SA confirms reduced oil imports from Iran

South Africa has significantly reduced oil imports from Iran in order to avoid penalties from the United States, the department of international relations and cooperation (Dirco) has said.

The Iranian stock, which supplied 29% of the South African demand, has been significantly reduced according to Dirco spokesperson, Clayson Monyela.

A Reuters report on Thursday quoted deputy foreign minister Ebrahim Ebrahim as saying no Iranian oil is flowing into South Africa. “If there is any, it is very little.”

Monyela told the Mail & Guardian there was a bilateral discussion wherein it was agreed South Africa would scale down its oil imports from the Middle East nation. “The US is happy with the measures which have been taken and no penalties will be imposed on us,” he said.

In February the European Union joined the US in banning oil imports from Iran.
The US government placed sanctions on Iran in a bid to force it to abandon its nuclear programme. A new US law provides for sanctions on foreign financial institutions for certain kinds of transactions, including those related to petroleum and petroleum products, with the Central Bank of Iran and designated Iranian financial institutions.

On Tuesday the Obama administration exempted 10 EU countries and Japan from US economic sanctions because they have significantly reduced their purchases of petroleum from Iran, Associated Press reported.

Monyela referred all other questions to the department of energy which, as yet, have been unable to comment on the matter as the deputy director general for hydrocarbons and energy planning, Tseliso Maqubela, was not available.

On Sunday, Maqubela told the Mail & Guardian, “We have formed a task team to look at a variety of scenarios and the best way to respond should we be called to do so.”

“We hope to conclude our work by the end of May and hopefully have a comprehensive response strategy should we ever need one. But we still feel there is a window for negotiations and a possible resolution to the matter instead of sanctions,” Maqubela said.

This week, Energy Minister Dipou Peters, was also quoted by Bloomberg as saying the country is “looking at all options” and is not ruling out the possibility of continuing oil purchases from Iran.

Although the latest available figures show a quarter of South Africa’s oil imports are sourced from Iran, Monyela said the ratio used to be 70% at one point, before scaling back in recent years.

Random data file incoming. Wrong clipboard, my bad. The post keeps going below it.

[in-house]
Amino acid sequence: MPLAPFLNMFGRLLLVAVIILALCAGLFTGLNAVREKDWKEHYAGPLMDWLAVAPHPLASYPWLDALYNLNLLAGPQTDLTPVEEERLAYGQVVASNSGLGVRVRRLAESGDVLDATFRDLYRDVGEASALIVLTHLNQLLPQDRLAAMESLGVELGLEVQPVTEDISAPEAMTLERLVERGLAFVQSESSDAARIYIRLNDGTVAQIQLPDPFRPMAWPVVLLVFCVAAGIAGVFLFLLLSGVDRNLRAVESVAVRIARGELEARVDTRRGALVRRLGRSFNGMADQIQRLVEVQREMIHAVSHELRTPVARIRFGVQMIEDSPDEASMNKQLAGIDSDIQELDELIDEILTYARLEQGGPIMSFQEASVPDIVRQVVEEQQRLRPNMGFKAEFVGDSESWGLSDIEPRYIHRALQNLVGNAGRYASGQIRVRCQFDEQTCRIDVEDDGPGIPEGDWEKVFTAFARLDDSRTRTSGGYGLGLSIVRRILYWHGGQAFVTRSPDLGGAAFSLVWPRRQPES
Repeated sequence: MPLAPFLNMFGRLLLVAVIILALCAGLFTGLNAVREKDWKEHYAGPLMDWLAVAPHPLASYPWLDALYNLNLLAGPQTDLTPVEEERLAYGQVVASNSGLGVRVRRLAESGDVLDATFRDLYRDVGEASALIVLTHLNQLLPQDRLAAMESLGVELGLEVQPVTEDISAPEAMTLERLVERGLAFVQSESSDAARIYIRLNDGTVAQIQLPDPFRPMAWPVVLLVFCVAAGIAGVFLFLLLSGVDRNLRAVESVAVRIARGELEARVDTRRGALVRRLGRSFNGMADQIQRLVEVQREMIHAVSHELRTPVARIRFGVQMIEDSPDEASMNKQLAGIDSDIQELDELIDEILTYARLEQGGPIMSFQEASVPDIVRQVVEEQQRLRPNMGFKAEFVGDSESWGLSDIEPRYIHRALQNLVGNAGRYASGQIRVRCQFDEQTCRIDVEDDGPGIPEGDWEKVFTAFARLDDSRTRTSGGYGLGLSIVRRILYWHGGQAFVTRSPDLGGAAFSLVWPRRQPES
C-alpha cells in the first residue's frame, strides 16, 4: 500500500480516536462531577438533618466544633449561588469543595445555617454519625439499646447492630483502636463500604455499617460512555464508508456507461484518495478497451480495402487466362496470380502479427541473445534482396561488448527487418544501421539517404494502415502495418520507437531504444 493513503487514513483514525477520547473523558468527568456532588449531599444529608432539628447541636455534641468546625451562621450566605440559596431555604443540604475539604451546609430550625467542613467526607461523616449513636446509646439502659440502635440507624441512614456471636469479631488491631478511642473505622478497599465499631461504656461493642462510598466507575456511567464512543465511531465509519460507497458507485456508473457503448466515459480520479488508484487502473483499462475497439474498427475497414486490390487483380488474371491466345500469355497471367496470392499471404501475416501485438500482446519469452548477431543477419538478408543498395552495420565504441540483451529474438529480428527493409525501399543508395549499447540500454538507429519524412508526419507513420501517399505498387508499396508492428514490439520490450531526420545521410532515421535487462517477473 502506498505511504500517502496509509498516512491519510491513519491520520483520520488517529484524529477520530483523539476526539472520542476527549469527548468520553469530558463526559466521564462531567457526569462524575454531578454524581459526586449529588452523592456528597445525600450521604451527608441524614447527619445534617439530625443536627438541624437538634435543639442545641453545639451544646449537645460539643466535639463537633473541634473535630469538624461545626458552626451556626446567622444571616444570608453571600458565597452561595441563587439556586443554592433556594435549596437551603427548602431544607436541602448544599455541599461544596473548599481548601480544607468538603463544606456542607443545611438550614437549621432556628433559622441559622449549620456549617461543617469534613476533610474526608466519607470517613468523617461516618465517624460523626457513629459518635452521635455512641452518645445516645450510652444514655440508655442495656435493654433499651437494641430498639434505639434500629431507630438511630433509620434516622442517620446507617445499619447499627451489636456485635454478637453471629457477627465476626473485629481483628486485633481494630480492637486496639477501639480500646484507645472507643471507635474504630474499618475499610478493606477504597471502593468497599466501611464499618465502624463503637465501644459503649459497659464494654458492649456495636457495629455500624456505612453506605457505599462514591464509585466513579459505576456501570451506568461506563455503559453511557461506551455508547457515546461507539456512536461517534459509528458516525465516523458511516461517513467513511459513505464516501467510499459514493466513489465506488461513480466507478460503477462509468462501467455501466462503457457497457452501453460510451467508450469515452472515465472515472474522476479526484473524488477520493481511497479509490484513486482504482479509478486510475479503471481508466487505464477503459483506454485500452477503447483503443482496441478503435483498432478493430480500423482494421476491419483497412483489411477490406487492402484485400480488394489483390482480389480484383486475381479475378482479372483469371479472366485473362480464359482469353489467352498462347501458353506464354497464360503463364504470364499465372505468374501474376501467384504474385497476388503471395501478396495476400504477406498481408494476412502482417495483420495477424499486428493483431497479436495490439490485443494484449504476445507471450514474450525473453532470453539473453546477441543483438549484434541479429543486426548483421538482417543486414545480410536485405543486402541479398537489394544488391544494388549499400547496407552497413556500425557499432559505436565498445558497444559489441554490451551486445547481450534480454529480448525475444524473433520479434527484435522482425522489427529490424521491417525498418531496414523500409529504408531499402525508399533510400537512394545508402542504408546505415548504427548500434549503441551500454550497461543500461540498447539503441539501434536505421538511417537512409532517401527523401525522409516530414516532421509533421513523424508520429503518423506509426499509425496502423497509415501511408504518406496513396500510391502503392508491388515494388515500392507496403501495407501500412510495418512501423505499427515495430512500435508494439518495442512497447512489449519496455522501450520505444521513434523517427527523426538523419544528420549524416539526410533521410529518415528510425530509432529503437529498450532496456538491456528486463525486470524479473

But executive director of the South African Petroleum Industry Association, Avhapfani Tshifularo, said he found it hard to believe South Africa had reduced its oil imports from Iran in such a short time—these matters do not simply change overnight as oil import agreements are made months in advance. He also noted because of sanctions, Iranian oil has been sold at a discount to consuming countries and South Africa would now have to pay a premium price for oil sourced elsewhere.

The likely alternative oil supply would be from Saudi Arabia. “They have the potential to assist and the capacity to do it,” Tshifolaru said. “In the global scenario we [South Africa and its oil consumption] are so small, it’s a no brainer. If Saudi can service Europe it can certainly service us.”

While Saudi Arabia also offers a light grade of oil, which our refineries would be able to handle easier than heavy grades from elsewhere in the world, Tshifularo said any shift of grade, no matter how slight, would involve some infrastructural changes. “You won’t be able to change grades without having to tweak something,” he said.

Last month however, Sasol revealed it was diversifying its crude-oil sourcing to mitigate risks associated with oil supply disruption from the Middle East.

Elizabeth Trudeau, spokesperson for the US Embassy in South Africa, said the US continues to have discussions with countries around the world on this issue, including South Africa. But she said they would not discuss the details of any of those discussions.

The focus needs to be drawn back on why the US has imposed sanctions on the oil-rich country. “The international community has supported us. Iran needs to be more transparent about its nuclear programme. This is not hard stuff, Iran knows what it has to do,” Trudeau said.

Lisa Steyn

Lisa Steyn

Lisa Steyn is a business reporter at the Mail & Guardian. She holds a master's degree in journalism and media studies from Wits University. Her areas of interest range from energy and mining to financial services and telecommunication. When she is not poring over annual reports, Lisa can usually be found pottering about the kitchen. Read more from Lisa Steyn

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